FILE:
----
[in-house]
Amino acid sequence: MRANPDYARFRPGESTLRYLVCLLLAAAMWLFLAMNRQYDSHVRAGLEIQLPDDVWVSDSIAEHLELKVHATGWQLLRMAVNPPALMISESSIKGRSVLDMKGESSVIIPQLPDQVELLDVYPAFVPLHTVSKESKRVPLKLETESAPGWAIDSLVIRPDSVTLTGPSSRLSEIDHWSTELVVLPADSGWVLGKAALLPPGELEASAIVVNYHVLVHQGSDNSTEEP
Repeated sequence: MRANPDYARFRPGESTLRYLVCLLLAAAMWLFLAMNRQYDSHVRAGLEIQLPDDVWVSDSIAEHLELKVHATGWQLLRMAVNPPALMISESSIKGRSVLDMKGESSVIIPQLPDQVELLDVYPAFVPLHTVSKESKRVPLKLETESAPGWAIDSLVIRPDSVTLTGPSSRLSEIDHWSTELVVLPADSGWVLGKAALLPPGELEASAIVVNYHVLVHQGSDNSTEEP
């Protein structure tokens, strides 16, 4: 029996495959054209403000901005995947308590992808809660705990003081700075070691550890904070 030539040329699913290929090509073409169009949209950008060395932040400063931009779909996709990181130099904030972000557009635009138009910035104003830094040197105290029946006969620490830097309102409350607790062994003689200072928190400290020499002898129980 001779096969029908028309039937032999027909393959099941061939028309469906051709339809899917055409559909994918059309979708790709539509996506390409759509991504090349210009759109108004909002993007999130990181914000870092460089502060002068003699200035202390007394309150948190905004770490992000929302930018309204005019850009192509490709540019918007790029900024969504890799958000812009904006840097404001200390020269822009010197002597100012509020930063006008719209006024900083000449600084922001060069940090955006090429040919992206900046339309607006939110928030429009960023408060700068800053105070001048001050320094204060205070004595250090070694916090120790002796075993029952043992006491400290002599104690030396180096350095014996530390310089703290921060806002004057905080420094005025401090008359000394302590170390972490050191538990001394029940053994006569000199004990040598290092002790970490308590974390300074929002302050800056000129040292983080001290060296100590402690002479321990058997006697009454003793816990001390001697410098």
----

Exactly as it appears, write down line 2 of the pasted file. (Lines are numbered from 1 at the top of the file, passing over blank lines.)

Amino acid sequence: MRANPDYARFRPGESTLRYLVCLLLAAAMWLFLAMNRQYDSHVRAGLEIQLPDDVWVSDSIAEHLELKVHATGWQLLRMAVNPPALMISESSIKGRSVLDMKGESSVIIPQLPDQVELLDVYPAFVPLHTVSKESKRVPLKLETESAPGWAIDSLVIRPDSVTLTGPSSRLSEIDHWSTELVVLPADSGWVLGKAALLPPGELEASAIVVNYHVLVHQGSDNSTEEP